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defining Hypnosis
How do we define hypnosis when so little of the brain is understood?

Every hypnotist gives a different answer when you ask how they define hypnosis. Some believe it is a state. Others believe it is something we naturally do every day. The truth is that science is still discovering how to define hypnosis, what it does, and how it accomplishes those feats. This makes defining hypnosis very difficult

Still, words and definitions are important and we cannot ignore them. Humans struggle without clear definitions of words. It is true that we do not have a perfect definition of hypnosis. But I think, if nothing else, we at Hoosier Hypnosis can explain our definition and why we believe in it.

What is Hypnosis?

Ask 20 hypnotist and each will explain the phenomena differently. There may be similarities, but each answer will be different. A good place to start may be this simple one from the Society of Psychological Hypnosis (Div. 30 of the APA):

Hypnosis: A state of consciousness involving focused attention and reduced peripheral awareness characterized by an enhanced capacity for response to suggestion.

While this definition is not entirely correct. It isn’t wrong. I would argue it’s missing some further explanation. But we will come back to that in just a bit.

Imprecise Half Answers

However precise this definition appears, it’s not a complete story. We are still learning which parts of the brain cause hypnosis to occur. Nor do we know why we get the exact effects that we do. Neuroscience has theories on much of it with the advent of neuroimaging, but very few definitive answers. As appears to be common with many concepts related to the mind and consciousness.

The imprecise definition inaccurately describes what we do and adds to many of the misconceptions and myths about hypnosis. Let’s take this definition from Webster. They currently are defining hypnosis as “a trance-like state that resembles sleep but is induced by a person whose suggestions are readily accepted by the subject” and “any of various conditions that resemble sleep.” I would argue that is grossly inaccurate. While sleep may be the best word we have to use for an induction, hypnosis is not sleep. We are not in a heightened sense of awareness during sleep as we are in hypnosis.

As you can see above, the words we use to define something can confuse it with sleep. The same is true of the term hypnosis itself. The man who coined the term (James Braid) very quickly realized that he should have called it monoideism instead. Where hypnosis comes from the Greek word “hypnos” (meaning sleep), monoideism boils down a focus on one idea which is far more applicable. Not only to how hypnosis works in practice but as to how subjects experience it.

Defining Hypnosis: Our Definition

Let’s get back to that original definition at the top. A state of intensified focus on lessened peripheral awareness. As far as I can tell this is the most accurate and precise definition I’ve seen to date. However, it still gives me pause.

A more accurate definition would be:

A state of intensified focus in which one bypasses the conscious mind, characterized by an enhanced capacity for response to suggestion.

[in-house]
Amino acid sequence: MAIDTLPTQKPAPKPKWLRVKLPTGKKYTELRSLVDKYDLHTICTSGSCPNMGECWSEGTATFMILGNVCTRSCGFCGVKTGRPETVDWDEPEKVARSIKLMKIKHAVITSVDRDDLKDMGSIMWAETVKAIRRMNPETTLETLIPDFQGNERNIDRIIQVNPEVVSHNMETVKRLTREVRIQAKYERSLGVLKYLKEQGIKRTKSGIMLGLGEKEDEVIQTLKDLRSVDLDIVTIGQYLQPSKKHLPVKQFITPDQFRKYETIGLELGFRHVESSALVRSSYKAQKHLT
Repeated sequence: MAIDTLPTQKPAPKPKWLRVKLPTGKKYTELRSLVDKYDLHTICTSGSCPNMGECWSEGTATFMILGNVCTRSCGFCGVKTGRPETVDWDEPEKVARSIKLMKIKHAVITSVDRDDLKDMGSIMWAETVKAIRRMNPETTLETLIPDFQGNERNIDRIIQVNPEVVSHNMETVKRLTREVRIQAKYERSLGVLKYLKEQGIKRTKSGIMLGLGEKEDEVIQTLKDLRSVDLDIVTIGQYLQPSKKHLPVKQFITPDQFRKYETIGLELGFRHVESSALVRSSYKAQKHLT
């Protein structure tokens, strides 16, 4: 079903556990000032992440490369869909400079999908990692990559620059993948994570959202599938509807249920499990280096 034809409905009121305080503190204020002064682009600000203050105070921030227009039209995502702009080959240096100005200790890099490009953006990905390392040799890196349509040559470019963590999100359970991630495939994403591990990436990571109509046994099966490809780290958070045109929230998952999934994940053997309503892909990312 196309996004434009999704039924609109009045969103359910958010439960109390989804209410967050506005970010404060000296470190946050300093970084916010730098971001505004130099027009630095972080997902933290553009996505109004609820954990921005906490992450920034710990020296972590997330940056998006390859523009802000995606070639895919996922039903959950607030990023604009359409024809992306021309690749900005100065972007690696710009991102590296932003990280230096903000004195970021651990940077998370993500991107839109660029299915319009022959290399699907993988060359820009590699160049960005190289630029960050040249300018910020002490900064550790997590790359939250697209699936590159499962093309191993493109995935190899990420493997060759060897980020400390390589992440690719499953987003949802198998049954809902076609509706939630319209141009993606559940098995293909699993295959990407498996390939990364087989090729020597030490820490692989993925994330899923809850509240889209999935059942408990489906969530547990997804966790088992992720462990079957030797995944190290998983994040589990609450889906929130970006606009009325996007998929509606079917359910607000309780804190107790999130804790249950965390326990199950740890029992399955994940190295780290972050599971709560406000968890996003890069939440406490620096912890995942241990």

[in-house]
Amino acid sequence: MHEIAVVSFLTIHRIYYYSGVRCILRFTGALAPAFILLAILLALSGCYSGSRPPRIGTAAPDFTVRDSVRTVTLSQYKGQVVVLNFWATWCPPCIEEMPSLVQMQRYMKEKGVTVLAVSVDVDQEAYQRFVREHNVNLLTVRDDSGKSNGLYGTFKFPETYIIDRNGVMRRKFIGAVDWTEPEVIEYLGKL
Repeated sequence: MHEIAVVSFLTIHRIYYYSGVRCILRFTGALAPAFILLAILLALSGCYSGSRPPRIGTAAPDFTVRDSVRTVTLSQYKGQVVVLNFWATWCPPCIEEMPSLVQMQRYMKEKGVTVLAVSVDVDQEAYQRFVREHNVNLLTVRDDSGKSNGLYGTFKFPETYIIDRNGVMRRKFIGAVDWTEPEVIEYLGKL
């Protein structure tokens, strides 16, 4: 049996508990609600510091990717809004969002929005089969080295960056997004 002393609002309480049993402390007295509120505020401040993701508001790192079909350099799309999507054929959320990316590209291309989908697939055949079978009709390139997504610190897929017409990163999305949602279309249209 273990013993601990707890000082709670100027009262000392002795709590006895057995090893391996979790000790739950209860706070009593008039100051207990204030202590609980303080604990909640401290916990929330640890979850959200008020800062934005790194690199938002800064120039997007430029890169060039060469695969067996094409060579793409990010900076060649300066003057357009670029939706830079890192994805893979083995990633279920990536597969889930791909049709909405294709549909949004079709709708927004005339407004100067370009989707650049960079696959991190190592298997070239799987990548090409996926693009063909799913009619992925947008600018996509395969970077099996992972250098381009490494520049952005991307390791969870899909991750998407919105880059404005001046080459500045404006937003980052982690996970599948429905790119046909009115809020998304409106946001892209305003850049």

This is a subtle but important difference.

Why Change Such A Small Detail?

The easy answer is that it is not a small detail. The full answer is a bit more complicated. I entirely agree with Braid’s definition, but hypnosis is more than just a focus on one idea. There is also the point about the suggestibility. I would also tend to agree with the APA definition. However, I would argue that the subject is less aware of peripherals around them.

It is my experience that the opposite is true. Have you ever been in a room, even the most quiet room, closed your eyes and heard noises you missed before? In hypnosis you are in a heightened state of awareness. When a client hears an outside noise I have to build that into the trance or preempt it during the deepening process. If I did not they could end up focused on that one idea instead of on the work we are doing.

Clients tell me all the time that they heard this or that noise in the background only to be brought back to the task at hand by my voice. They are not less aware of those peripherals. They just are not focused on them at the moment. Their unconscious is still taking those things in and filtering them back out just as we always do throughout our daily lives.

I also believe it is important to mention the role of bypassing the conscious mind. We often forget or don’t even know that our unconscious mind sees and hears all the stimuli around us. I see it like the secretary who takes all the calls, manages the portions the boss doesn’t need to handle and then gives the conscious mind what it needs to do its job.

We can see this in the way our unconscious manages our heart rate. Or how our brain steps forward in an emergency, seemingly going into autopilot. Or when you are focused on a thought in the car and don’t remember how you got home. It is the part of our brain that acts when our conscious mind is otherwise preoccupied by stress, anxiety or other thoughts.

Definitions Matter

At Hoosier Hypnosis we believe that we use hypnosis to bypass the conscious mind. Defining hypnosis and how we do that We work directly with your unconscious to enact massive and fast-acting change in your life. This is why we can help someone quit smoking in only a few sessions or change a lifetime of habits.

For further information see our All About Hypnosis page for more topics.